Making Blocks Out of HDPE Milk Jugs





Introduction: Making Blocks Out of HDPE Milk Jugs

  This is a brief explanation of the process that I have used to reuse one gallon HDPE ( recycling #2) milk jugs. There are plenty of FAQs documenting HDPE sheet welding for fabric and vacuum forming sheet stock, but I couldn't find anything on forming solid blocks. I was looking for an inexpensive material to use for test blocks that I could put on the CNC machine that would not abuse the router bits.

The process is quite simple. Cut up the bottles, stew them in really hot canola oil on the stove in a pot, and then take the hot plastic and press it into a form to cool. Please note that melting some plastics can release toxic fumes. I have had no issues with HDPE, however I am not a chemist and cannot comment on the health risks of this process.

The pieces of cut up bottle can be any size that fit in the pot. I washed the bottles and removed the labels before cutting. Pouring a small amount of near boiling water into the bottle and swishing it around will help release the glue on the labels. Otherwise the labels tend to tear.

Most any cooking oil will work, and you don't need too much. I just put a couple of inches in the bottom of the pot. Canola oil is inexpensive and has a smoke point of over 400 F (204 C). The melting point of HDPE is in the mid 200 F range but the "extrusion" temperature range is 350 - 500 F. I uses oil heated on my stove top to a little over 350. Just make sure that the bottle pieces are dry or the water will cause oil to pop out of the pot. I used a candy thermometer to keep track of the temperature.

When heated the plastic will not flow. At best I get a really hot clear gooey ball. When melted, as you can see in the images, the plastic is clear. I have found that the colored HDPE used in detergent bottles and other containers does not work as well as the translucent milk jugs.

The form that I used applies pressure from all sides. This is important because it will squeeze out most of the bubbles of oil that are inside the blob of hot plastic and give a better starting point for milling the blocks. I drop the blob in the middle of the form and then press the top on with the two C clamps. Then I insert the two end blocks and clamp them together. The material holds heat for a long time. I left the block in the form for 15 min. and when I took it out it was still to hot to hold. The form I used was plywood that I had lightly oiled with the canola oil. The residual oil in the pot will get really thick when cool from what I assumed was some of the dissolved HDPE, however it does clear up when heated and can be reused. I'm not sure how many times you can reuse the oil. I assume that this type of remelting does weaken the material over time, but the small blocks that I made cannot be bent by hand at all. I have also shown a block of plastic that I formed in a muffin tin and cut in half to show the consistency of the reformed material.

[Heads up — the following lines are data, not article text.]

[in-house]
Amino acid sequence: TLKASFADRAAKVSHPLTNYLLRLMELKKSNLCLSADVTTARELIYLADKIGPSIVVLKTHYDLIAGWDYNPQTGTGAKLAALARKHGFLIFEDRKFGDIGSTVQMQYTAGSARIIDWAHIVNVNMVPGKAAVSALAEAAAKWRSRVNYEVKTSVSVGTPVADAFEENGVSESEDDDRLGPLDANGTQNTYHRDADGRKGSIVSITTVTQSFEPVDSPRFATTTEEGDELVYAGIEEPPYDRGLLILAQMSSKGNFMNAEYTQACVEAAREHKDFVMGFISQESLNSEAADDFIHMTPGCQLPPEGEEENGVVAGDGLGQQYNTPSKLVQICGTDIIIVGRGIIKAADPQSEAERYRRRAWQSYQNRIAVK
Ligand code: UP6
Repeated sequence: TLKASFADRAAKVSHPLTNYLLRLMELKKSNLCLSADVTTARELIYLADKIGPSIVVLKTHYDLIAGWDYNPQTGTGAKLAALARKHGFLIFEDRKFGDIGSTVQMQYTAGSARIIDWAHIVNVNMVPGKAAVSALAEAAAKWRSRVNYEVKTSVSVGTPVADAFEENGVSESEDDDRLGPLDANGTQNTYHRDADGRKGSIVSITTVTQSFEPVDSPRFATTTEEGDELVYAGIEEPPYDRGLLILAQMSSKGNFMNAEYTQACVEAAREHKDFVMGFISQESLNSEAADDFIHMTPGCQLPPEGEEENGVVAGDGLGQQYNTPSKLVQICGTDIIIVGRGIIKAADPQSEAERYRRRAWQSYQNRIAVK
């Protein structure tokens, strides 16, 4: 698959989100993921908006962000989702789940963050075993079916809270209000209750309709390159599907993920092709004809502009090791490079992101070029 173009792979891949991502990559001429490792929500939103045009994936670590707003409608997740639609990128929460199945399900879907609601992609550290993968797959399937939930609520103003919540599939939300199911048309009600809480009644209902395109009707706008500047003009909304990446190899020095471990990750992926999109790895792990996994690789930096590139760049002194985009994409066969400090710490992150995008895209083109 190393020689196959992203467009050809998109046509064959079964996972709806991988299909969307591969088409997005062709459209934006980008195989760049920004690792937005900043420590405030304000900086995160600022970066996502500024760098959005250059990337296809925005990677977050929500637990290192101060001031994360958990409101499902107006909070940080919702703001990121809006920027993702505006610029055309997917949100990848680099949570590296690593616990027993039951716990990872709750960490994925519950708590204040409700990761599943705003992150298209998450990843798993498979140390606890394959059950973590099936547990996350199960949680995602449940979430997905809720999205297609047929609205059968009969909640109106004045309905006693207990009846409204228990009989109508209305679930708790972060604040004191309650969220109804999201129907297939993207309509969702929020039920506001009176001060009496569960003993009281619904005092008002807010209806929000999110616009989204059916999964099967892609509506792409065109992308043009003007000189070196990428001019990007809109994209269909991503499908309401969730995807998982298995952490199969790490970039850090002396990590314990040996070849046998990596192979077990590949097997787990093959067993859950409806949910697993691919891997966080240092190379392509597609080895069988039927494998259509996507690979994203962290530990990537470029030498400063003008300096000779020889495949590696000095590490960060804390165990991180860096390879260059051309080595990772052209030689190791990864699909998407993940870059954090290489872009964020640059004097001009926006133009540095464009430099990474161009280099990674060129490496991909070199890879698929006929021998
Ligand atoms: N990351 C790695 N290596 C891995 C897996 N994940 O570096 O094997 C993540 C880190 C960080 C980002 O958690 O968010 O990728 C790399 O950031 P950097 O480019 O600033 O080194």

Once the blocks were cool and washed I ran them through a joiner and a planer to clean up the dimensions. The blocks machine easily with all woodworking tools and can be carved with a knife without difficulty. The HDPE has a very waxy feel to it.  It will weep a little oil over time because of tiny fissures in the plastic that hold small amounts off fluid.

I also tested a block on the CNC router and had excellent results. 



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Just out of curiosity, and maybe it's just my thinking out loud here..
you tried shredding the milk jugs, you know, putting it through a paper
shredder? Seems to reason, if you could increase the surface area by
decreasing the size of your parts, you would get a better result.. It
also, in my mind, seems like the best approach, would be to granulate
the plastic, i.e. shred it so fine as to almost powder it, then, instead
of submersing it in a solution that may be more headache than it's
worth, use a dry method, i.e. throwing it in a pressure vessel like a
pressure cooker. Once at temperature, you can vent the vessel, and
recover your product, without the added expense / mess / waste.

I would however, HIGHLY recommend doing any melting of plastics outdoors. Plastics can give off some extremely nasty chemicals.

The canola oil probably acts like that because some of the HDPE is converted into paraffin wax which is soluble in canola oil. HDPE isn't lipid soluble.

could this work with PET?

PET melts non-toxically, but has a much higher melting point, making it difficult to use . Polypropylene is very similar to HDPE though, with if anything a slightly lower melting point.

I'm a little tardy to the party but I would really recommend NOT doing anything that could result in the thermal decomposition of polypropylene indoors. It produces aldehydes and carboxylic acids.

I really don't know. HDPE is really easy to work with. PET I think requires higher temperature and might not react well to the oil. I have seen instructions on extruding PET into injection molds, but it is a more complicated process.

cool, thanks!

Using outdoor, does sunlight degrade the plastic as it might a milk jug...


any type of plastic will degrade in sunlight if its exposed to it long enough without uv protection however only a very thin layer on the surface of the plastic will degrade since the sunlight radiation cant travel very far through the plastic therefore it will definetely not degrade to the extent of a milk jug and it will be many years before you notice any kind of degradation and even then it will only be on the surface and therefore wouldnt be a big problem. and yes this plastic is definetely paintable even with spray paint